Alison Muir and Lucy Pickford from the Stonetrail Riding Centre near Ravenstonedale were joined by farmer Hilary Fawcett from South Stainmore and Marie Wray from Teesdale for the charity event.
They were raising funds for mental health charities, while raising awareness of the benefits horses can bring to mental health.
The Pennine Bridleway, a 205 mile national trail from Cumbria to the Peak District, opened in 2012 and was designed for long distance horse riding.
Speaking at Yore House Farm in Upper Wensleydale at the start of Tuesday’s 18 mile journey to Horton-in-Ribblesdale, Alison Muir, on cob Sam, said: “When the Horses for Health route was being planned it was obvious the Pennine Bridleway would be a superb way to carry the baton along. We are raising funds for mental health charities and awareness that horses can bring a lot of positive therapy to people, brightening their lives. They are very friendly creatures who understand you and want social contact with people. Most of all horses want you to be kind and they want you to love them. So if someone’s got a bit of love to give, but maybe they can’t give to somebody else, they should give it to a horse – and they’ll get bounce back.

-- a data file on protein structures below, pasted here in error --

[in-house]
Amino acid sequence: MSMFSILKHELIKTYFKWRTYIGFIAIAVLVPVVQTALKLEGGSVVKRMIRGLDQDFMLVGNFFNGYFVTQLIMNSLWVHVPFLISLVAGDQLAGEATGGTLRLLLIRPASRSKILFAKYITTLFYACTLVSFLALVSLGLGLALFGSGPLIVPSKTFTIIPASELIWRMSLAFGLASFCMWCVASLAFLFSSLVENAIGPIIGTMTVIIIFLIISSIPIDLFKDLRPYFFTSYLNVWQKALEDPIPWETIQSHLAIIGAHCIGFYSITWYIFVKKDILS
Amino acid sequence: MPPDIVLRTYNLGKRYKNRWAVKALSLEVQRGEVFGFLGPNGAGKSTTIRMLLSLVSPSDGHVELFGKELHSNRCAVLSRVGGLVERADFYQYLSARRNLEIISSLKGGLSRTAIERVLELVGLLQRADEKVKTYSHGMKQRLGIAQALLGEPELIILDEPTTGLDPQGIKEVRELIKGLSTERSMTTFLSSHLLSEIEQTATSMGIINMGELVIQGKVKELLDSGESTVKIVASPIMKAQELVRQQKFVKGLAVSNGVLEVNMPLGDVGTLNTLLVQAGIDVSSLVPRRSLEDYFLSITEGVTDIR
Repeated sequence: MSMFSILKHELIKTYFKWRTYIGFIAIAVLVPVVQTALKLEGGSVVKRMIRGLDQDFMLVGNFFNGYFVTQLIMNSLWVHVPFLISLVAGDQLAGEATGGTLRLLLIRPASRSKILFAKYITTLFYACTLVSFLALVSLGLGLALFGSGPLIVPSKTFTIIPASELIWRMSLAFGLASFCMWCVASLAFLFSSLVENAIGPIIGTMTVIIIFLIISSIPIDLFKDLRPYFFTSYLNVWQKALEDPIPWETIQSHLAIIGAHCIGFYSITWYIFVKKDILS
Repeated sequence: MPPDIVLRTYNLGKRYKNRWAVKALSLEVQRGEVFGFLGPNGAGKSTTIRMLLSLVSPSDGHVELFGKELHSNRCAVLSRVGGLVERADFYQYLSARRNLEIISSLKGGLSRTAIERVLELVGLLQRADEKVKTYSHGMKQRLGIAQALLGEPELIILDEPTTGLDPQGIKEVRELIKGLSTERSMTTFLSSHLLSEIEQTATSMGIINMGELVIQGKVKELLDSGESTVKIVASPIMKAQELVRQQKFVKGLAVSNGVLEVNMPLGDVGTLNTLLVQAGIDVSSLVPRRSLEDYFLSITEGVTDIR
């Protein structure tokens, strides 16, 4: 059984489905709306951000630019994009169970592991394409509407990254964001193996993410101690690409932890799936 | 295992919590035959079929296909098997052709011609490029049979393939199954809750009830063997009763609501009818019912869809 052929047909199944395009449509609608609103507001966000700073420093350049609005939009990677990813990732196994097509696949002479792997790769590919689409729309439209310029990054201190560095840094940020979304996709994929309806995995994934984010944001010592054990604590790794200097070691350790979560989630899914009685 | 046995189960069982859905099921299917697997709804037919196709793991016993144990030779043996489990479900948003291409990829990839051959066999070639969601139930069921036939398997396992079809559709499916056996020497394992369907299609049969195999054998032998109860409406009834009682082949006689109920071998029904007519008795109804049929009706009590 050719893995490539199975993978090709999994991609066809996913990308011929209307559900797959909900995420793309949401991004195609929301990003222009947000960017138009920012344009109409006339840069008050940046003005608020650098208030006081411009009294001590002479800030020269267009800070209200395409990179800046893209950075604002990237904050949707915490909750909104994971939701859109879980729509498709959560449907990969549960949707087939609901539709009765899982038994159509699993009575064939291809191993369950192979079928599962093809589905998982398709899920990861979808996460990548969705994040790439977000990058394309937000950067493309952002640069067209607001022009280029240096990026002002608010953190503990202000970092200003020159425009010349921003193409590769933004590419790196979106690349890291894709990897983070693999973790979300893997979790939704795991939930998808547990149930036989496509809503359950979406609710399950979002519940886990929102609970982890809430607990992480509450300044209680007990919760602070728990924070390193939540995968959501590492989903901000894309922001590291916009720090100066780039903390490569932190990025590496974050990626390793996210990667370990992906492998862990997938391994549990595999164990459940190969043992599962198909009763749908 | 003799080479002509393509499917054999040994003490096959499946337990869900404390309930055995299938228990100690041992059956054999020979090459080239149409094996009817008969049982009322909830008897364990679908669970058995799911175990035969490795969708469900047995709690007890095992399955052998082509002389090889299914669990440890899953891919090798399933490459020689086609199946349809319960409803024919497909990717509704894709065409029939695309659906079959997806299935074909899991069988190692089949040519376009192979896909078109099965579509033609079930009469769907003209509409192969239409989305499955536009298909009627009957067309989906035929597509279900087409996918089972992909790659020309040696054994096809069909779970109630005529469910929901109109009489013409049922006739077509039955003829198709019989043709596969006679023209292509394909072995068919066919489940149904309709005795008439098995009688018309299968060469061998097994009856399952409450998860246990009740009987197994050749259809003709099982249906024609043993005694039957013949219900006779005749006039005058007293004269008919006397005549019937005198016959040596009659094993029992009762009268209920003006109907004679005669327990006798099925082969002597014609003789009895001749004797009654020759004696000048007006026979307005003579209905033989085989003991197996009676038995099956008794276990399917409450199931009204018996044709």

“I’ve taken hundreds of riders up and down the Pennine Bridleway. It is a tremendous route, so it’s fantastic that Horses for Health are using it, because it will help to promote it much more. It’s mostly off-road, the tracks are in really good nick, and the scenery is outstanding – it’s big skies all the way. You come down into the valleys simply to reach a new valley and then you are up in the hills again.”
Member Champion for Recreation Management at the Yorkshire Dales National Park Authority, Nick Cotton, said: “‘Horses for Health’ is using the Pennine Bridleway in just the way it was designed to be used. Participants are riding a length of the trail over a number of days and making the most of the hospitality on offer along the way. It is satisfying to see the trail supporting a charity and enabling a fundraising event.”
He added: “The Pennine Bridleway is a completely separate trail to the Pennine Way. While it’s a great route for walkers and cyclists, it was designed specifically for horse riders and that point is sometimes missed. It is a fantastic asset but not well known. It’s good that Alison and her friends are helping to put the word out about it.”